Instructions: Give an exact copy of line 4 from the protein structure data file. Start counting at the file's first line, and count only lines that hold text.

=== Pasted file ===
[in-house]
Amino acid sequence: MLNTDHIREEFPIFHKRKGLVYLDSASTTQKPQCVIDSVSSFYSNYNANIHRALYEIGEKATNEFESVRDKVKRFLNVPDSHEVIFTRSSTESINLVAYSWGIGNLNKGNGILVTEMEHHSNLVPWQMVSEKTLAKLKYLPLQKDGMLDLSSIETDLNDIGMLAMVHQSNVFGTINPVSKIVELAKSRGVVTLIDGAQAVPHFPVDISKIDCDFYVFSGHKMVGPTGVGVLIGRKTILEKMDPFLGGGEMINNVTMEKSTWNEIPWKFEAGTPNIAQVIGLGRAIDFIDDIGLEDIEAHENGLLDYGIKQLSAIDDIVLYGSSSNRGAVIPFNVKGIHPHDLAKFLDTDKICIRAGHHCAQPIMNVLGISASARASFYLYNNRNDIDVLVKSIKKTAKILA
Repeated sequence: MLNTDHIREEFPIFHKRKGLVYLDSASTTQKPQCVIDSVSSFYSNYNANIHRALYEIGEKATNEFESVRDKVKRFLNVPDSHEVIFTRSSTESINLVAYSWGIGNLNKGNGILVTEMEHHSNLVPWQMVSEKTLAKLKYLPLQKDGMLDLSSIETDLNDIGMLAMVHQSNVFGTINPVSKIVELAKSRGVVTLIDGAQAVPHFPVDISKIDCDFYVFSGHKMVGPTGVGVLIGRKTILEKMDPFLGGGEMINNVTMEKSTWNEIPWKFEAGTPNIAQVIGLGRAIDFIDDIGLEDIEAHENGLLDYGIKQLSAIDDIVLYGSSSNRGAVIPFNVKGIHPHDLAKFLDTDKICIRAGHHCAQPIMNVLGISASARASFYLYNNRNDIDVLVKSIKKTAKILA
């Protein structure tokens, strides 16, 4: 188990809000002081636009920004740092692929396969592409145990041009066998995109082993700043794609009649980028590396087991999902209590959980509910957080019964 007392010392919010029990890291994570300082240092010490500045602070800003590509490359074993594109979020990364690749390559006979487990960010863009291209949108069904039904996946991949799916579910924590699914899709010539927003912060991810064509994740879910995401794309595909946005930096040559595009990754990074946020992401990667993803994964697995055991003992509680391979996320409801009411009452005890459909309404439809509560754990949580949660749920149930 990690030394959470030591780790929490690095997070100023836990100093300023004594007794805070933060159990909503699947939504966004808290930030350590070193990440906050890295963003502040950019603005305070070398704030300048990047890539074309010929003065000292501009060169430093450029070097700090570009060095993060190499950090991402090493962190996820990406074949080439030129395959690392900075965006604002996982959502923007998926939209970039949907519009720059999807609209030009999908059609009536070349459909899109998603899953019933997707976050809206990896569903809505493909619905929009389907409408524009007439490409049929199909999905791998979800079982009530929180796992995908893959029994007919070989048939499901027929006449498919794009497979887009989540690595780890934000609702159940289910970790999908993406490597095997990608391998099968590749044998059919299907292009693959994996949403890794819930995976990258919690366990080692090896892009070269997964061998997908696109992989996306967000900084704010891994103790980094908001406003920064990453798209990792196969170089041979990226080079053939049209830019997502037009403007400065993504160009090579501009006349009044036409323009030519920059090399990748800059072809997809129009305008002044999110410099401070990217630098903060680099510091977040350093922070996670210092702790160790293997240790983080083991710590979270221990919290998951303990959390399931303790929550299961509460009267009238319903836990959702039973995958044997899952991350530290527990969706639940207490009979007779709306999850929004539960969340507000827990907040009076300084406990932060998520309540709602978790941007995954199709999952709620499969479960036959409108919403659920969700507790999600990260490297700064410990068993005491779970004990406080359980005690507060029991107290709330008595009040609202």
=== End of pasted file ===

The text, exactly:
């Protein structure tokens, strides 16, 4: 188990809000002081636009920004740092692929396969592409145990041009066998995109082993700043794609009649980028590396087991999902209590959980509910957080019964 007392010392919010029990890291994570300082240092010490500045602070800003590509490359074993594109979020990364690749390559006979487990960010863009291209949108069904039904996946991949799916579910924590699914899709010539927003912060991810064509994740879910995401794309595909946005930096040559595009990754990074946020992401990667993803994964697995055991003992509680391979996320409801009411009452005890459909309404439809509560754990949580949660749920149930 990690030394959470030591780790929490690095997070100023836990100093300023004594007794805070933060159990909503699947939504966004808290930030350590070193990440906050890295963003502040950019603005305070070398704030300048990047890539074309010929003065000292501009060169430093450029070097700090570009060095993060190499950090991402090493962190996820990406074949080439030129395959690392900075965006604002996982959502923007998926939209970039949907519009720059999807609209030009999908059609009536070349459909899109998603899953019933997707976050809206990896569903809505493909619905929009389907409408524009007439490409049929199909999905791998979800079982009530929180796992995908893959029994007919070989048939499901027929006449498919794009497979887009989540690595780890934000609702159940289910970790999908993406490597095997990608391998099968590749044998059919299907292009693959994996949403890794819930995976990258919690366990080692090896892009070269997964061998997908696109992989996306967000900084704010891994103790980094908001406003920064990453798209990792196969170089041979990226080079053939049209830019997502037009403007400065993504160009090579501009006349009044036409323009030519920059090399990748800059072809997809129009305008002044999110410099401070990217630098903060680099510091977040350093922070996670210092702790160790293997240790983080083991710590979270221990919290998951303990959390399931303790929550299961509460009267009238319903836990959702039973995958044997899952991350530290527990969706639940207490009979007779709306999850929004539960969340507000827990907040009076300084406990932060998520309540709602978790941007995954199709999952709620499969479960036959409108919403659920969700507790999600990260490297700064410990068993005491779970004990406080359980005690507060029991107290709330008595009040609202």